After all the hooting and hollering ended at this stage, Universal knew it had money in the bank on this feature. How could it not, Burt Reynolds was our Box Office King! Our Bandit traded in his Trans Am and ponied up with Dolly Parton to make a rip roaring, sometimes lewd, musical. Colin Higgins was signed on to direct what would be his final film. The budget was healthy enough at over 20 million dollars, of which Burt was paid $3.5 million. Dolly took second fiddle at $ 1.5. The filmed grossed over $ 90 million dollars. Dolly beat out stars such as Dyan Cannon and Shirley MacLaine for this role.
Mr Higgins prepared by watching old George Cukor MGM Musicals. The standard for musicals comes from MGM. Interestingly, another MGM icon was to be cast in this film, Mickey Rooney.But Burt suggested Charles Durning. “Everyone knows Mickey’s talents, but you will get credit for finding this star who can dance and sing” said Burt to his director.
The title created difficulties, in 1982- the word Whorehouse was obscene.so in several areas in this country the title changed to “Best Little Cathouse.” Whatever the title, opening weekend grossed just under $12 million. Burt had yet another smash hit. The studio, expecting sensational results, decided to keep this set that can be used inside and out. To promote the film further, it would get moved at an opportune time.
Universal was expanding on all fronts, the backlot was being redesigned. Not only houses, but streets became…on the move. Entire streets were relocated, including the Psycho House. It ended up by the ice tunnel as the last set on the Glamour Tram Tour. What replaced the Hitchcock set was this Chicken Ranch. Out with the old, in with the new. This house sits perched overlooking Jaws Lake, the same hill top that the Psycho House peered down from.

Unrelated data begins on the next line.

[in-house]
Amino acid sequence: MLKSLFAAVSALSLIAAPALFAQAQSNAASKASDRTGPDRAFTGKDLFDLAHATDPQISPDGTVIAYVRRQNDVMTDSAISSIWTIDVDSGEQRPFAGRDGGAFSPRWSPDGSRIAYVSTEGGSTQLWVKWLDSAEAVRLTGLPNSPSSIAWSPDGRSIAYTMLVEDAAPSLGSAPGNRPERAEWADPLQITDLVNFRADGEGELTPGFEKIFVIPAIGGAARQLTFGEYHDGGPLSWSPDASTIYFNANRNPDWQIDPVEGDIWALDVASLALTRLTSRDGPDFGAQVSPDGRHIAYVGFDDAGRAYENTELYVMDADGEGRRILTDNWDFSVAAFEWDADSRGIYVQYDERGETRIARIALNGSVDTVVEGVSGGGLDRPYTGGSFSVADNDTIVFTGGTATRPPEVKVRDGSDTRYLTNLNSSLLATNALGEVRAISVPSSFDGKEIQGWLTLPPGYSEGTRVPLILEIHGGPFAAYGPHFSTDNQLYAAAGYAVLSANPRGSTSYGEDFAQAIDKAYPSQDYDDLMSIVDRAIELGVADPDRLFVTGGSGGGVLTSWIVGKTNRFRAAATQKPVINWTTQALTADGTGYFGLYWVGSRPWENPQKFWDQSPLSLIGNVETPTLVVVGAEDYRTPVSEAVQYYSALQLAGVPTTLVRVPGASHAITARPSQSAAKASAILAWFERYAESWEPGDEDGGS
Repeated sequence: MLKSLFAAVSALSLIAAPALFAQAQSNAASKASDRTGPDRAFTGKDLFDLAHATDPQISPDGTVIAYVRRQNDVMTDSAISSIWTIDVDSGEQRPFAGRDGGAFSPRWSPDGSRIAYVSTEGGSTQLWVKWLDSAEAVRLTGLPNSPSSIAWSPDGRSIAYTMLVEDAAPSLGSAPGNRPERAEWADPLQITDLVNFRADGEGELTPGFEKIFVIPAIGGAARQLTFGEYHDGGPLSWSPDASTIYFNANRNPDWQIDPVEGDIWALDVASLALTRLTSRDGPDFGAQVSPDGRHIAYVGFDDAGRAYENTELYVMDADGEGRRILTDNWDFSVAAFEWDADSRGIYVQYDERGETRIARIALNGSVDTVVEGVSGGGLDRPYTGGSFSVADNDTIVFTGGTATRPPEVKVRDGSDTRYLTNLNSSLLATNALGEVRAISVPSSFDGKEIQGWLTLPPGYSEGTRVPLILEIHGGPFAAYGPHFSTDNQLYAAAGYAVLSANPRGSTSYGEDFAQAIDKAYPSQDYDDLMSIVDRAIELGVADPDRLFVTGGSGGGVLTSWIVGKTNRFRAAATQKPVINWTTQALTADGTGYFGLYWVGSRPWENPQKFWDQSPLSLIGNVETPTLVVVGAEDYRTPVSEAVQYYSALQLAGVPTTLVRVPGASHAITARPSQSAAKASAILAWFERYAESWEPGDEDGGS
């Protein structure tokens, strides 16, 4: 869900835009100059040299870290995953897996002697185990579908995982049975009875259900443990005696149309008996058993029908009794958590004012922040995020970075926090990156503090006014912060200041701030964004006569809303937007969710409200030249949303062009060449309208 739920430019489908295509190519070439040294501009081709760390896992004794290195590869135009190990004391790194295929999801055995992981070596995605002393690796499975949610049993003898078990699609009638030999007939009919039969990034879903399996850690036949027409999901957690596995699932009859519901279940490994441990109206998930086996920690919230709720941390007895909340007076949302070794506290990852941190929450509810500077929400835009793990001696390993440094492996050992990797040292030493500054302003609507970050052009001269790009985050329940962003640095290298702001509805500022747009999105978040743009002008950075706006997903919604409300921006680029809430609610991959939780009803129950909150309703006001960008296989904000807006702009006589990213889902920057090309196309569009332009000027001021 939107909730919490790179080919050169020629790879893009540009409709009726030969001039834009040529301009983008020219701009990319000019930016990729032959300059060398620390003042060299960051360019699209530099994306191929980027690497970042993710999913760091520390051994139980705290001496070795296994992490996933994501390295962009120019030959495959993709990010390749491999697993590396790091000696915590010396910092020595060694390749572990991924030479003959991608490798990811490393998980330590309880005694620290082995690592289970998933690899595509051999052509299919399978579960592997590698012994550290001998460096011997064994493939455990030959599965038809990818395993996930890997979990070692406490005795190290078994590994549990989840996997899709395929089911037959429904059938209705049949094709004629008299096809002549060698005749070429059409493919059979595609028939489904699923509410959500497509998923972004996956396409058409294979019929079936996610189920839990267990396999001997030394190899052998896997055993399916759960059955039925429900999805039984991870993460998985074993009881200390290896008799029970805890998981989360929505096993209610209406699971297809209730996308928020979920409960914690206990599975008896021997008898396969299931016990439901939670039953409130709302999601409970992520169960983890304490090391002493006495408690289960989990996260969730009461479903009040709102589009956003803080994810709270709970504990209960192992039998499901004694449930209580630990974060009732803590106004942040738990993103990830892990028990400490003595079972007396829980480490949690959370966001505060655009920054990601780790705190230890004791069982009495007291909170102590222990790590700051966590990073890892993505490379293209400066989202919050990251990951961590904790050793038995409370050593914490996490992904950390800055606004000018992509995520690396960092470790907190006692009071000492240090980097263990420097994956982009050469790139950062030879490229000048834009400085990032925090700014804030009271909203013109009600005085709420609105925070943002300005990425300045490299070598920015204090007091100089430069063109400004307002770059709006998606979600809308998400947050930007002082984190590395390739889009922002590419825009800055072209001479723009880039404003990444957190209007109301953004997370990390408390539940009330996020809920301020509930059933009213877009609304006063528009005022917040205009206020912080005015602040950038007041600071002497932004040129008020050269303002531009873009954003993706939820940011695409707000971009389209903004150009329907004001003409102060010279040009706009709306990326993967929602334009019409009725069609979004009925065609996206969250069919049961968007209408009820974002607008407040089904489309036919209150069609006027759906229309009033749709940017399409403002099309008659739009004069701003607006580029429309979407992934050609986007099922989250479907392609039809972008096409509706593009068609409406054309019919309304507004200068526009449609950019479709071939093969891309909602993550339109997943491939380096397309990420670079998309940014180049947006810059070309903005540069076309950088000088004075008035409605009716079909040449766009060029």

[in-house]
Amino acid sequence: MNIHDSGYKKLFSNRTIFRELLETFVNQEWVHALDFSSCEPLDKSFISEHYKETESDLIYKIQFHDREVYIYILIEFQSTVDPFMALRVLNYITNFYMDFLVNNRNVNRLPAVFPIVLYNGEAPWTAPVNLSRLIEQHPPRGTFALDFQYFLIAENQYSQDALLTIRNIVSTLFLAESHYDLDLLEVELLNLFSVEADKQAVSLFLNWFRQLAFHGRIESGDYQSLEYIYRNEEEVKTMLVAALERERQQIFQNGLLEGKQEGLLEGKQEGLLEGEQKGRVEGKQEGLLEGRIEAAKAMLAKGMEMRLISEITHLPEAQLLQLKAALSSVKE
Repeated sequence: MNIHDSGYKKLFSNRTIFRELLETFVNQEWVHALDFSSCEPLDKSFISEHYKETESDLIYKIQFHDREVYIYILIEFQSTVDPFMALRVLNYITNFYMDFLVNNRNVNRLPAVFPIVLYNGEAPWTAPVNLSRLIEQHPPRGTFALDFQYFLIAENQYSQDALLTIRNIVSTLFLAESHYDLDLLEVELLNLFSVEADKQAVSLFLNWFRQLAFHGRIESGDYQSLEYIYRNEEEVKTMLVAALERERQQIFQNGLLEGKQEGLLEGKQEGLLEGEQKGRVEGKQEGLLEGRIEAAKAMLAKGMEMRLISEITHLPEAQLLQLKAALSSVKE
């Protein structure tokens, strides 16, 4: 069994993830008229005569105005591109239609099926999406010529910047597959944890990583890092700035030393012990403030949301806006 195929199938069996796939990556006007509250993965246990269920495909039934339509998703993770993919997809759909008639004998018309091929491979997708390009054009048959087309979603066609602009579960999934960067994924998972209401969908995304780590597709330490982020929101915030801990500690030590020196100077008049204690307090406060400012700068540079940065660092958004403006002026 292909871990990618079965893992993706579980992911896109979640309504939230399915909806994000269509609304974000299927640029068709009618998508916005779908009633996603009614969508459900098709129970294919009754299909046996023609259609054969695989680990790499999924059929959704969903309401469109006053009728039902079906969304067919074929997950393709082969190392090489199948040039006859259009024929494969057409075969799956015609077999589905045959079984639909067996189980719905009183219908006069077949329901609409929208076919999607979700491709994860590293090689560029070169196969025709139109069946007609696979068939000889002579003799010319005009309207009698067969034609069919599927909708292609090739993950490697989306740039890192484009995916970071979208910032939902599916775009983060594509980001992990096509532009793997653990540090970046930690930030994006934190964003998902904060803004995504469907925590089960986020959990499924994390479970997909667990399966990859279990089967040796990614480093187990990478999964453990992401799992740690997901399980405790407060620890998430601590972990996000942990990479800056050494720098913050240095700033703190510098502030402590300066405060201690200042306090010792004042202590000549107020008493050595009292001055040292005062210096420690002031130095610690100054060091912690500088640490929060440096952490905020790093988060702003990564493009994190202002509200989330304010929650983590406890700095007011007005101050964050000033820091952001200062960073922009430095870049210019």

The Chicken Ranch would be our first backlot set that allowed interior filming as well as exterior. Being enclosed, it would maintain itself well over the decades to come. Every tram tour must pass this set do to the fact it’s the only road going up trams can use to complete the tour. So during filming, tram back ups can stretch a long ways. That creates a silent zone for guides as scenes and audio take place close by. Even the Shark at Jaws is silenced, when filming is close by. We still have trams go through it, and it still tries to bite ya, just silently. If you’ve been on the tour, you pass this house.
When not in production, this extra large driveway serves as a basecamp for shows filming on Elm street below and Colonial Street above. In summer, tents provide escape from the heat. This house had very limited power so generators are needed for extreme power demands. Air conditioning can be added for a costly installation fee. Those were the situations I dealt with everyday. This ranch kept me very busy, in needed attention almost daily.
1982 was truly a transition period on this backlot. I saw it with my own eyes, as a trespasser. I couldn’t believe what I was seeing. I didn’t begin my career until 1984 and most the changes were completed as far as relocation. I knew I had to work here as pretended to be the engineer on the famous Run Away Train. This lot was my new utopia, Culver City sold all it’s backlots. I trespassed all the valley studios heavy from 1981-to being hired in 1984.
My fondest memories almost always date back to trespasses. MGM prepared me well for these extremely busy backlots. In the mid- seventies, I had every backlot at my disposal, I captured every flag possible. As the pre- recorded audio from the Run Away train shouts to visitors aboard trams “I can’t stop,”lets just say that could by my calling card.